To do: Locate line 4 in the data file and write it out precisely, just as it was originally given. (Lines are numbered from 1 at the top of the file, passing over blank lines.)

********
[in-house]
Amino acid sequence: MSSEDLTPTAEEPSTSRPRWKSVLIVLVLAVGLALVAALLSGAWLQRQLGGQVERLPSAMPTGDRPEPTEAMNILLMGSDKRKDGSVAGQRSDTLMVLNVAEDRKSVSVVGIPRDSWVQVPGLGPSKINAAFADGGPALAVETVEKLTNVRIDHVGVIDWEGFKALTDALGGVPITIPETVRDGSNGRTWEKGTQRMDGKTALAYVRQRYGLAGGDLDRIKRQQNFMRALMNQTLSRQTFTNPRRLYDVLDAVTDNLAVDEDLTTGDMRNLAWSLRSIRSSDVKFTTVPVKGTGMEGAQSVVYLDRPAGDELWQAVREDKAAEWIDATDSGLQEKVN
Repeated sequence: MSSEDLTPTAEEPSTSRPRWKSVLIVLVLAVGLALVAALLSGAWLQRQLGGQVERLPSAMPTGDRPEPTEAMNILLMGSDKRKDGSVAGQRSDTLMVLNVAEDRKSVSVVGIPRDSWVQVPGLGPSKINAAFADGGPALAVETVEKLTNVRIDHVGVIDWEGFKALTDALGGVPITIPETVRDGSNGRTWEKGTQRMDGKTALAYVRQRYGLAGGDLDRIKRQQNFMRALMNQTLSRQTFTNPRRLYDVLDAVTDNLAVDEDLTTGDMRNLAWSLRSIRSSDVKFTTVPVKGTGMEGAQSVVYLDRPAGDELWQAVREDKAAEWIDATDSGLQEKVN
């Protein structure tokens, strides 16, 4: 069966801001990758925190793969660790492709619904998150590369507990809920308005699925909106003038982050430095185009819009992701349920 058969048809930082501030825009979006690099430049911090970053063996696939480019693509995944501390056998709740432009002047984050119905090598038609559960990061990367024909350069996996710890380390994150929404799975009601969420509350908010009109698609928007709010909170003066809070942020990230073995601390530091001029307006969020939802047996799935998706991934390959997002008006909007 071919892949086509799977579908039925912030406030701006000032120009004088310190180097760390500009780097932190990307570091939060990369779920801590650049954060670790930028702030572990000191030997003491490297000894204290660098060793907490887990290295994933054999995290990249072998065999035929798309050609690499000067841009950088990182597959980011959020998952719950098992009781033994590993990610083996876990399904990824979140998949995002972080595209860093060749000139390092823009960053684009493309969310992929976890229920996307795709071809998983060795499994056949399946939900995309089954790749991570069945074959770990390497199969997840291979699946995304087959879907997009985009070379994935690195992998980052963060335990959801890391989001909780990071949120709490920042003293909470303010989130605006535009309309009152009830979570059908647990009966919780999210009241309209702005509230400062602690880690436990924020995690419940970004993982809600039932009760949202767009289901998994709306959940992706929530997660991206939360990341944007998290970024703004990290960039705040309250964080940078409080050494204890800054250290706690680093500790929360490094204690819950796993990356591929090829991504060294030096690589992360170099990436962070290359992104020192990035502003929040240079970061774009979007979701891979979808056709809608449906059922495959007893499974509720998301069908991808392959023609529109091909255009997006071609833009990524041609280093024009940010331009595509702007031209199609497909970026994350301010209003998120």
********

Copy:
């Protein structure tokens, strides 16, 4: 069966801001990758925190793969660790492709619904998150590369507990809920308005699925909106003038982050430095185009819009992701349920 058969048809930082501030825009979006690099430049911090970053063996696939480019693509995944501390056998709740432009002047984050119905090598038609559960990061990367024909350069996996710890380390994150929404799975009601969420509350908010009109698609928007709010909170003066809070942020990230073995601390530091001029307006969020939802047996799935998706991934390959997002008006909007 071919892949086509799977579908039925912030406030701006000032120009004088310190180097760390500009780097932190990307570091939060990369779920801590650049954060670790930028702030572990000191030997003491490297000894204290660098060793907490887990290295994933054999995290990249072998065999035929798309050609690499000067841009950088990182597959980011959020998952719950098992009781033994590993990610083996876990399904990824979140998949995002972080595209860093060749000139390092823009960053684009493309969310992929976890229920996307795709071809998983060795499994056949399946939900995309089954790749991570069945074959770990390497199969997840291979699946995304087959879907997009985009070379994935690195992998980052963060335990959801890391989001909780990071949120709490920042003293909470303010989130605006535009309309009152009830979570059908647990009966919780999210009241309209702005509230400062602690880690436990924020995690419940970004993982809600039932009760949202767009289901998994709306959940992706929530997660991206939360990341944007998290970024703004990290960039705040309250964080940078409080050494204890800054250290706690680093500790929360490094204690819950796993990356591929090829991504060294030096690589992360170099990436962070290359992104020192990035502003929040240079970061774009979007979701891979979808056709809608449906059922495959007893499974509720998301069908991808392959023609529109091909255009997006071609833009990524041609280093024009940010331009595509702007031209199609497909970026994350301010209003998120």